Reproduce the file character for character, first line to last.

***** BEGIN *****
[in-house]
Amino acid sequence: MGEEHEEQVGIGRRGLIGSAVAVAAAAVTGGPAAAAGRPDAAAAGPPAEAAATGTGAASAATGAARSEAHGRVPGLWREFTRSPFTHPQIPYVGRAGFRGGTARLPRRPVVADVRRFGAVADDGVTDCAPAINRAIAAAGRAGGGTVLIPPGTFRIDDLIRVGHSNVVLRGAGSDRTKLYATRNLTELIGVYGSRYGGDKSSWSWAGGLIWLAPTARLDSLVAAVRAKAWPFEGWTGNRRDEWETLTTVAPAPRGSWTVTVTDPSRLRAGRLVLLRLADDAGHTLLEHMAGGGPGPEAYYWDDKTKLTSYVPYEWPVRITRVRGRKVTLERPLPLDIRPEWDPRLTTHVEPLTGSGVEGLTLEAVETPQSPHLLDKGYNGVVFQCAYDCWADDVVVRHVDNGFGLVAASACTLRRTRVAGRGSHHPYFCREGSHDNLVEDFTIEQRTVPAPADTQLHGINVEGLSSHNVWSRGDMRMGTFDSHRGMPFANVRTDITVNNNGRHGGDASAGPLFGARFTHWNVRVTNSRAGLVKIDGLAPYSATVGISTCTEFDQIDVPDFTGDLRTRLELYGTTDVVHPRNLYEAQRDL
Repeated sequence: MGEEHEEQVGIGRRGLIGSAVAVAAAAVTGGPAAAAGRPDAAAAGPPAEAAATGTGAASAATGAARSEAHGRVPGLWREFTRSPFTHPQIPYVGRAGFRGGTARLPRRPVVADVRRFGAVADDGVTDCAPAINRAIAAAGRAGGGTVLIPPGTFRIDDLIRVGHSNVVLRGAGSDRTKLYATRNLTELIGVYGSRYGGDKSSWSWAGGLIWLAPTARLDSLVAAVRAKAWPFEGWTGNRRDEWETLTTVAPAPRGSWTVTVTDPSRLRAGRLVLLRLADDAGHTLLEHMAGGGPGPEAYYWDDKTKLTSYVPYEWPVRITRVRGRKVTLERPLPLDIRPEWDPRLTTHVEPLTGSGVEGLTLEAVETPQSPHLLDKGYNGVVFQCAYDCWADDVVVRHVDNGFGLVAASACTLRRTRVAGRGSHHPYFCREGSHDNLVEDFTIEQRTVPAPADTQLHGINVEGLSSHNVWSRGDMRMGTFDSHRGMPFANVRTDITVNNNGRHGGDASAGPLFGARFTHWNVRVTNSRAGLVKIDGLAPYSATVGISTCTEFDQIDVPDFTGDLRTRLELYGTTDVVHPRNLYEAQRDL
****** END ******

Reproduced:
[in-house]
Amino acid sequence: MGEEHEEQVGIGRRGLIGSAVAVAAAAVTGGPAAAAGRPDAAAAGPPAEAAATGTGAASAATGAARSEAHGRVPGLWREFTRSPFTHPQIPYVGRAGFRGGTARLPRRPVVADVRRFGAVADDGVTDCAPAINRAIAAAGRAGGGTVLIPPGTFRIDDLIRVGHSNVVLRGAGSDRTKLYATRNLTELIGVYGSRYGGDKSSWSWAGGLIWLAPTARLDSLVAAVRAKAWPFEGWTGNRRDEWETLTTVAPAPRGSWTVTVTDPSRLRAGRLVLLRLADDAGHTLLEHMAGGGPGPEAYYWDDKTKLTSYVPYEWPVRITRVRGRKVTLERPLPLDIRPEWDPRLTTHVEPLTGSGVEGLTLEAVETPQSPHLLDKGYNGVVFQCAYDCWADDVVVRHVDNGFGLVAASACTLRRTRVAGRGSHHPYFCREGSHDNLVEDFTIEQRTVPAPADTQLHGINVEGLSSHNVWSRGDMRMGTFDSHRGMPFANVRTDITVNNNGRHGGDASAGPLFGARFTHWNVRVTNSRAGLVKIDGLAPYSATVGISTCTEFDQIDVPDFTGDLRTRLELYGTTDVVHPRNLYEAQRDL
Repeated sequence: MGEEHEEQVGIGRRGLIGSAVAVAAAAVTGGPAAAAGRPDAAAAGPPAEAAATGTGAASAATGAARSEAHGRVPGLWREFTRSPFTHPQIPYVGRAGFRGGTARLPRRPVVADVRRFGAVADDGVTDCAPAINRAIAAAGRAGGGTVLIPPGTFRIDDLIRVGHSNVVLRGAGSDRTKLYATRNLTELIGVYGSRYGGDKSSWSWAGGLIWLAPTARLDSLVAAVRAKAWPFEGWTGNRRDEWETLTTVAPAPRGSWTVTVTDPSRLRAGRLVLLRLADDAGHTLLEHMAGGGPGPEAYYWDDKTKLTSYVPYEWPVRITRVRGRKVTLERPLPLDIRPEWDPRLTTHVEPLTGSGVEGLTLEAVETPQSPHLLDKGYNGVVFQCAYDCWADDVVVRHVDNGFGLVAASACTLRRTRVAGRGSHHPYFCREGSHDNLVEDFTIEQRTVPAPADTQLHGINVEGLSSHNVWSRGDMRMGTFDSHRGMPFANVRTDITVNNNGRHGGDASAGPLFGARFTHWNVRVTNSRAGLVKIDGLAPYSATVGISTCTEFDQIDVPDFTGDLRTRLELYGTTDVVHPRNLYEAQRDL